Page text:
When you’re in a new role you can feel like a fraud. You can doubt whether anything you say can make a difference, especially if you feel your ‘stretch promotion’ means someone has secret doubts about you. Perhaps you’re creating a new role the organisation has never had before and you feel you have a lot to prove.
For Janet, a member of the executive team at a major institution, everything was made worse by changing cities to take up her new role. Missing her friends, finding an apartment, not knowing the one-way streets, even getting used to a new supermarket, made her feel different. When her father fell ill, she felt even more isolated. It all culminated in feeling unsure of herself, and too raw to handle the spiky, competitive culture of her new team.
Value your difference.
I judge teams by how they treat someone who’s different. I have to constantly remind new appointees that their difference is valuable; in fact it’s vital. Even if you’re not making all the decisions, you contribute the new capabilities needed to handle complex issues. That’s why you’re there. You bring specialist knowledge, achievements and perspectives that complement the existing team’s.
The team, even your new boss, won’t always know this, expect it or enquire about it. Perhaps unfairly, it’s down to you, to value the difference and express it.
Value your loneliness
Your isolation means you’re also objective. That independence is valuable. Old issues take on a new light when you ask questions without knowing the history. Weak teams feel attacked by it. Strong teams welcome it.
You may not be perfect but you’re the best fit to help with joint decision making. You add the flavour necessary to make the group’s decision better – the new role for you also creates a new group for everyone else.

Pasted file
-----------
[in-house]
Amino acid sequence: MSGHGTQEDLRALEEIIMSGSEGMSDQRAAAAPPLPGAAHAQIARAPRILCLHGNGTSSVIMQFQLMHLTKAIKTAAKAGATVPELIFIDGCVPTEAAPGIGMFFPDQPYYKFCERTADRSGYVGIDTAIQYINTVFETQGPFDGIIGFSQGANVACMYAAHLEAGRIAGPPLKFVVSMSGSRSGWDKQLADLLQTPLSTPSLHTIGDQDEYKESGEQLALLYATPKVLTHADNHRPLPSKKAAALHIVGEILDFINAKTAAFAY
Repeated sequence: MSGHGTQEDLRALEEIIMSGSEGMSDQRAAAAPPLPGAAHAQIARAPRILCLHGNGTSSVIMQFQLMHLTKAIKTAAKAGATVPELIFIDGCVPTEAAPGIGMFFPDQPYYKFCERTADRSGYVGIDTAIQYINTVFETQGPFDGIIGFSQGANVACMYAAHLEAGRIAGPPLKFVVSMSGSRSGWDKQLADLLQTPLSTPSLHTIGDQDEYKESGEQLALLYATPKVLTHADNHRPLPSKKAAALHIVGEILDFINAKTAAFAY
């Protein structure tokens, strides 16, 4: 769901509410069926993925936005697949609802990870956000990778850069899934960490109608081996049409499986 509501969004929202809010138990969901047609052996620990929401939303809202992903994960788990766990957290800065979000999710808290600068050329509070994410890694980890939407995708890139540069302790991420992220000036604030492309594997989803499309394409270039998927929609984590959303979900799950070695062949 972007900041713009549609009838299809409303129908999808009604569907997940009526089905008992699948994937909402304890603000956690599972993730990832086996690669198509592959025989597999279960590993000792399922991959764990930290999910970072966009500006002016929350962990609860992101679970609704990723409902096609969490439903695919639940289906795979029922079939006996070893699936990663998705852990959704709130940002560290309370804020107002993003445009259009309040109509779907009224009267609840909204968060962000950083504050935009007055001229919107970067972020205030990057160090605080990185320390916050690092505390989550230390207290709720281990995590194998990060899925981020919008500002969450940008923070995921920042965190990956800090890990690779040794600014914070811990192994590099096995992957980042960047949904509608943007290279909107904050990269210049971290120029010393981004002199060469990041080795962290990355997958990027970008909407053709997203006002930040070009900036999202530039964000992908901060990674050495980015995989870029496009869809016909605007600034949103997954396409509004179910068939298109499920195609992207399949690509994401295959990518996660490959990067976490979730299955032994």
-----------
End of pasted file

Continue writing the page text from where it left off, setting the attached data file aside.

How to join quickly
- Give the background to your views. The rest of the group may not know details about your experience that support your viewpoint.
- Remember you are a sensitive instrument for good decisions. Don’t claim to know the whole answer, but you have the right to your perspective and you’re absolutely entitled to be curious. Help the group figure out how it fits into the bigger picture.
- Make it clear when you’ve changed your mind or understood something afresh. It can trigger more trust in your view.
Respect, your right and your secret sauce
That’s why when I work through the Ferocity framework, the ‘R’ word, ‘Respected’ is so important to new executives. The irony is that while Respect got you the role, your doubt – which is your lack of respect for yourself – can derail you. Hoist this snake of self-doubt to the surface and take a good look at it! Is it really as vicious as it feels? In the light of day, with a bit of logic, and some social courage you’ll notice that it’s real, but just a worm. Harmless!
For some more ideas on how to handle a role when you’ve just won it, become a free member. Join my free webinars during the year on topics related to career strategy, career transitions and executive performance.
Let me know what being the new person has been like for you – great or terrible!
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